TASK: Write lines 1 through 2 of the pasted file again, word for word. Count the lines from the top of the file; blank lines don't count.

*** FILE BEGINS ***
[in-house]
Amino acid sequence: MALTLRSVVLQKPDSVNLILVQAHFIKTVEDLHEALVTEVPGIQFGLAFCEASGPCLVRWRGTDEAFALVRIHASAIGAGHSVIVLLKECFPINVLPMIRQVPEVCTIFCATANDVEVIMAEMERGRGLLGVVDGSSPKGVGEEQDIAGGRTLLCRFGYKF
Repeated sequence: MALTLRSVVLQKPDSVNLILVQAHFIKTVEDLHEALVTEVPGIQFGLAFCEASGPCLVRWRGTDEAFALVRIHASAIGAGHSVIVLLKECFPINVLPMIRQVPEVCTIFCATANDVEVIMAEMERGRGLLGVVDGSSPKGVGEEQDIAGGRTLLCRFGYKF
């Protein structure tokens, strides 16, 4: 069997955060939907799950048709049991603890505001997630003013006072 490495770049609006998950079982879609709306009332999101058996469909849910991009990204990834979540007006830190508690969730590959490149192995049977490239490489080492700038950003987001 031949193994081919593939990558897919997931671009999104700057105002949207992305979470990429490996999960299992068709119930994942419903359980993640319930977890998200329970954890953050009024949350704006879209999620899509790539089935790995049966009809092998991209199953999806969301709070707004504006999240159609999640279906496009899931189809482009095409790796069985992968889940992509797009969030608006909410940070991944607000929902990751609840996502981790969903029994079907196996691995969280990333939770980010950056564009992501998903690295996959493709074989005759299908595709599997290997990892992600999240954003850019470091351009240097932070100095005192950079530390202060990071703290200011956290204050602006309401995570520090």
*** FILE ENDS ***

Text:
[in-house]
Amino acid sequence: MALTLRSVVLQKPDSVNLILVQAHFIKTVEDLHEALVTEVPGIQFGLAFCEASGPCLVRWRGTDEAFALVRIHASAIGAGHSVIVLLKECFPINVLPMIRQVPEVCTIFCATANDVEVIMAEMERGRGLLGVVDGSSPKGVGEEQDIAGGRTLLCRFGYKF